What was Sioux busy with, as she trotted around in her Crocs and neglected to post?
- gluing 1,476 little jokes and snide remarks into each of 4 date books
- creating 158 pieces of hand-crafted stationary that will get used up in--at the most--4 days because the recipient sends out dozens of hand-written letters every day
- sleeping around with a couple of hairy, hunky blondes (okay, they are indeed hairy and there were probably hunks of leaves and... well, other things--hanging from their legs and tails. And they most definitely are blonde. My husband was out of town, so I had a few nights of golden retrievers gone wild.)
- making fudge for a gift (okay, that only takes 5 minutes, but when I scrape the bowl clean--straight from the spatula and into my mouth, the calories last a lifetime)
More importantly than what I missed out on delivering was what I missed out on receiving. So yesterday afternoon I busily read up on my favorite blogs...right after I saw an episode of "Well Read" on PBS, and got all jazzed up.
Anthony Doerr, with his book All the Light We Cannot See, was on. It sounds like an interesting novel. However, it was how he came up with the title and something in particular he said that got me hyped.
He said he was in a train, and when it went through a long tunnel, one of the passengers got quite incensed because they no longer had use of their phone. (Duh!) This guy cursed and kept hitting his phone, to no avail. Doerr thought to himself what a miracle it was to be able to communicate, via a system of towers, and what an incredible (unseen) power it was. (He said it much more lyrically and intelligently.) He came up with the title from that encounter. So, what can we learn from that? Be open. You never know when you'll get a title or a first line or some dialogue or a bit of inspiration from what's going on around you.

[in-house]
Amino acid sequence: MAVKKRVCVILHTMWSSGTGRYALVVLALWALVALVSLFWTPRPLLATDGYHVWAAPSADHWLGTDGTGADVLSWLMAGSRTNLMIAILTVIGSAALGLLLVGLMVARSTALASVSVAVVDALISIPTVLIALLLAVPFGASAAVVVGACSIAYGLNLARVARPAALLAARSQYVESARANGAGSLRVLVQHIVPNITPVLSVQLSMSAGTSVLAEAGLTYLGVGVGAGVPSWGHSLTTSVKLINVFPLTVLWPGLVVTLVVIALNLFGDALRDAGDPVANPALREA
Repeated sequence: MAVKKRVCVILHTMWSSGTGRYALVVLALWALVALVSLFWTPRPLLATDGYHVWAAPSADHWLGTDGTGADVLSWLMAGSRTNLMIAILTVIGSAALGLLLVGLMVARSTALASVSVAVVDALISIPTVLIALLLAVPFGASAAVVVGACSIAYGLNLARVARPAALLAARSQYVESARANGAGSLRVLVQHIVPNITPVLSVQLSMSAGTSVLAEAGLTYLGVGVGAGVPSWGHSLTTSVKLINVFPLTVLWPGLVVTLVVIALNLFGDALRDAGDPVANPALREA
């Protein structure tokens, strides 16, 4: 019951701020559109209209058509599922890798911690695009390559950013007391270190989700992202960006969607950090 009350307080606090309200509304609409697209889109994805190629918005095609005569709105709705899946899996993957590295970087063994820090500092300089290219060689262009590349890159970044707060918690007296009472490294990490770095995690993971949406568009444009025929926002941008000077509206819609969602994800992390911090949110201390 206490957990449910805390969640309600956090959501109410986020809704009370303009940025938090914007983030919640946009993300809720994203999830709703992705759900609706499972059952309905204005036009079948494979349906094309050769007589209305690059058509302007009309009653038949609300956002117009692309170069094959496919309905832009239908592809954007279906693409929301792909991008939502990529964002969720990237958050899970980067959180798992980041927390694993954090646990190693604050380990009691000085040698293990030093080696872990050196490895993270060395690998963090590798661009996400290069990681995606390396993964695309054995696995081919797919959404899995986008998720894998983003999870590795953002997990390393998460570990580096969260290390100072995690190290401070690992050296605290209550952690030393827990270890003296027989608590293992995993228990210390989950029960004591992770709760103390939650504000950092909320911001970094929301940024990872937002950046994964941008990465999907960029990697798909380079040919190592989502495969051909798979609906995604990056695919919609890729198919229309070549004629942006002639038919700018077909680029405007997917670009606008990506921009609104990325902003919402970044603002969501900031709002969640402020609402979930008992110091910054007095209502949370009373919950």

Then he slung off a line that hit when it ricocheted back at me, so I've (again) screwed up the wording. Doerr said something like, "White space is a gift to readers." I like the white space. I like super short paragraphs (a super short sentence that stands by itself.) I like mixing it up with a few dense paragraphs and then some dialogue, and then back to the dense paragraphs. In my WIP, I've broken up the writing into little chapters/scenes, with accompanying snarky or pointed or poignant titles (but not like formal chapters... if this piece-that-is-one-of-Dante's-circles-of-hell ever sees the light of day, there for sure won't be a table of contents. White space is ultra-important to poets, but storytellers and novelists should be mindful of it as well.
Because it's all about the space, 'bout the space, 'bout the space, no lyin'...(Sorry--I couldn't resist. Now is that song in your head for a while?)